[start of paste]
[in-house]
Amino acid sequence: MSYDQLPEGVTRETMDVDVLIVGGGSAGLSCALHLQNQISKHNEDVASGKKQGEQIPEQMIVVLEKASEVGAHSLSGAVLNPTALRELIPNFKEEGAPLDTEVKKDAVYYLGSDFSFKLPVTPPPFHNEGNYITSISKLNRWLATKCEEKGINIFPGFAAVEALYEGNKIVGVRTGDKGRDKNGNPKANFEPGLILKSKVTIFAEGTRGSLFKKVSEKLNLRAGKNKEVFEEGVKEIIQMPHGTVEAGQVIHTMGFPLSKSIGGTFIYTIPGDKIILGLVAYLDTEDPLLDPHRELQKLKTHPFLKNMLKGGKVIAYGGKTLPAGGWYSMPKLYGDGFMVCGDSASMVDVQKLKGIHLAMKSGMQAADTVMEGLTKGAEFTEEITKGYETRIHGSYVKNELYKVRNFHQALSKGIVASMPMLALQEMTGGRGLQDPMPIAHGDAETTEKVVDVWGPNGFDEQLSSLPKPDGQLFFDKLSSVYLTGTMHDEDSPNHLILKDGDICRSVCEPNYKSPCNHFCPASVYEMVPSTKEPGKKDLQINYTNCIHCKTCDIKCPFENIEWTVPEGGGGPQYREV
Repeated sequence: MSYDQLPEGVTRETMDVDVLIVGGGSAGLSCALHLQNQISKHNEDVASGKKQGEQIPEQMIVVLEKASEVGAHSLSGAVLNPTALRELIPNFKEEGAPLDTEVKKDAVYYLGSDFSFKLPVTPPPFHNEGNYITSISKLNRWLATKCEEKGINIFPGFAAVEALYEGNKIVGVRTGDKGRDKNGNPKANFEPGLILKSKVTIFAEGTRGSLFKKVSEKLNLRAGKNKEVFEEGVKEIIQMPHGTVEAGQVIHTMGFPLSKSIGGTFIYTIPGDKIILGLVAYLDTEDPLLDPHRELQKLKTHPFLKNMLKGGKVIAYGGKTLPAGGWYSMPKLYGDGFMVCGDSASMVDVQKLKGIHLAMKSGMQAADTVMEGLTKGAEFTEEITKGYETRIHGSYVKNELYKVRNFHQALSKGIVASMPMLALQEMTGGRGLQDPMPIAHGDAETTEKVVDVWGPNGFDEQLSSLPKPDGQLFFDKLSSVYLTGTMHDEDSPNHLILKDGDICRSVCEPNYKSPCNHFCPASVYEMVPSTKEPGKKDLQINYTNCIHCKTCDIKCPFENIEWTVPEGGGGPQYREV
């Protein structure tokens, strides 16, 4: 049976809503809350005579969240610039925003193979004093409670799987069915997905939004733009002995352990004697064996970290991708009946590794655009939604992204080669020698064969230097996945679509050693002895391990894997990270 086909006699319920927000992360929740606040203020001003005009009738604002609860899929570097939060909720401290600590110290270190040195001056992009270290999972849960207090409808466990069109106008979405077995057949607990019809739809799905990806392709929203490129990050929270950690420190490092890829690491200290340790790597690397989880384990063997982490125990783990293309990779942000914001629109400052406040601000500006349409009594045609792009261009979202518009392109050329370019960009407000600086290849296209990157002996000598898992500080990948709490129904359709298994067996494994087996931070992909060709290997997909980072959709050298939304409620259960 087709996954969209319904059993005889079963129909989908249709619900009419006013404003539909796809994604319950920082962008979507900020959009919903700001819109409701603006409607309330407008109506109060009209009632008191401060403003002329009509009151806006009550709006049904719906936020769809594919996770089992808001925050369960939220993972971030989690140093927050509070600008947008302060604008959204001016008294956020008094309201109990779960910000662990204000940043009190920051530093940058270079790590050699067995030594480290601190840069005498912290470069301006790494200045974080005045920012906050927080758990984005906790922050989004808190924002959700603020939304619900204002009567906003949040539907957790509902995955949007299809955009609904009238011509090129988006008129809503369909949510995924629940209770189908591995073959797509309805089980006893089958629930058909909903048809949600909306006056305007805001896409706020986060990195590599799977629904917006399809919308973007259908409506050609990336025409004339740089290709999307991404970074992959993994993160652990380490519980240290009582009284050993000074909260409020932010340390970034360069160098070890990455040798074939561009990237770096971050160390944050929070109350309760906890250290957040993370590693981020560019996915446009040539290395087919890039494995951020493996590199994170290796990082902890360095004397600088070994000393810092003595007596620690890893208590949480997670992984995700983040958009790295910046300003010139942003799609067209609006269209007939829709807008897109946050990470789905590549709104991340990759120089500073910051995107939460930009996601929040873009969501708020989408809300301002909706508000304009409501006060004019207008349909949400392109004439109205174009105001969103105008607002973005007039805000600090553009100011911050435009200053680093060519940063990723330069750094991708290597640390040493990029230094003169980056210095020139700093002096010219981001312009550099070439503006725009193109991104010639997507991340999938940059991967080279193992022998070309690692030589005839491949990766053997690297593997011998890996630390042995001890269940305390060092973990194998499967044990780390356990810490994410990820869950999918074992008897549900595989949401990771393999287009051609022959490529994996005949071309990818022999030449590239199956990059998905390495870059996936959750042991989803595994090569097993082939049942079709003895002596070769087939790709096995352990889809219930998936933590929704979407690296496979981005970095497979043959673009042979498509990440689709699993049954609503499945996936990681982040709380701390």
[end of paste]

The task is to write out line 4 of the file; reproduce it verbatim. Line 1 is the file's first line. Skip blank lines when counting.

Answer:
């Protein structure tokens, strides 16, 4: 049976809503809350005579969240610039925003193979004093409670799987069915997905939004733009002995352990004697064996970290991708009946590794655009939604992204080669020698064969230097996945679509050693002895391990894997990270 086909006699319920927000992360929740606040203020001003005009009738604002609860899929570097939060909720401290600590110290270190040195001056992009270290999972849960207090409808466990069109106008979405077995057949607990019809739809799905990806392709929203490129990050929270950690420190490092890829690491200290340790790597690397989880384990063997982490125990783990293309990779942000914001629109400052406040601000500006349409009594045609792009261009979202518009392109050329370019960009407000600086290849296209990157002996000598898992500080990948709490129904359709298994067996494994087996931070992909060709290997997909980072959709050298939304409620259960 087709996954969209319904059993005889079963129909989908249709619900009419006013404003539909796809994604319950920082962008979507900020959009919903700001819109409701603006409607309330407008109506109060009209009632008191401060403003002329009509009151806006009550709006049904719906936020769809594919996770089992808001925050369960939220993972971030989690140093927050509070600008947008302060604008959204001016008294956020008094309201109990779960910000662990204000940043009190920051530093940058270079790590050699067995030594480290601190840069005498912290470069301006790494200045974080005045920012906050927080758990984005906790922050989004808190924002959700603020939304619900204002009567906003949040539907957790509902995955949007299809955009609904009238011509090129988006008129809503369909949510995924629940209770189908591995073959797509309805089980006893089958629930058909909903048809949600909306006056305007805001896409706020986060990195590599799977629904917006399809919308973007259908409506050609990336025409004339740089290709999307991404970074992959993994993160652990380490519980240290009582009284050993000074909260409020932010340390970034360069160098070890990455040798074939561009990237770096971050160390944050929070109350309760906890250290957040993370590693981020560019996915446009040539290395087919890039494995951020493996590199994170290796990082902890360095004397600088070994000393810092003595007596620690890893208590949480997670992984995700983040958009790295910046300003010139942003799609067209609006269209007939829709807008897109946050990470789905590549709104991340990759120089500073910051995107939460930009996601929040873009969501708020989408809300301002909706508000304009409501006060004019207008349909949400392109004439109205174009105001969103105008607002973005007039805000600090553009100011911050435009200053680093060519940063990723330069750094991708290597640390040493990029230094003169980056210095020139700093002096010219981001312009550099070439503006725009193109991104010639997507991340999938940059991967080279193992022998070309690692030589005839491949990766053997690297593997011998890996630390042995001890269940305390060092973990194998499967044990780390356990810490994410990820869950999918074992008897549900595989949401990771393999287009051609022959490529994996005949071309990818022999030449590239199956990059998905390495870059996936959750042991989803595994090569097993082939049942079709003895002596070769087939790709096995352990889809219930998936933590929704979407690296496979981005970095497979043959673009042979498509990440689709699993049954609503499945996936990681982040709380701390």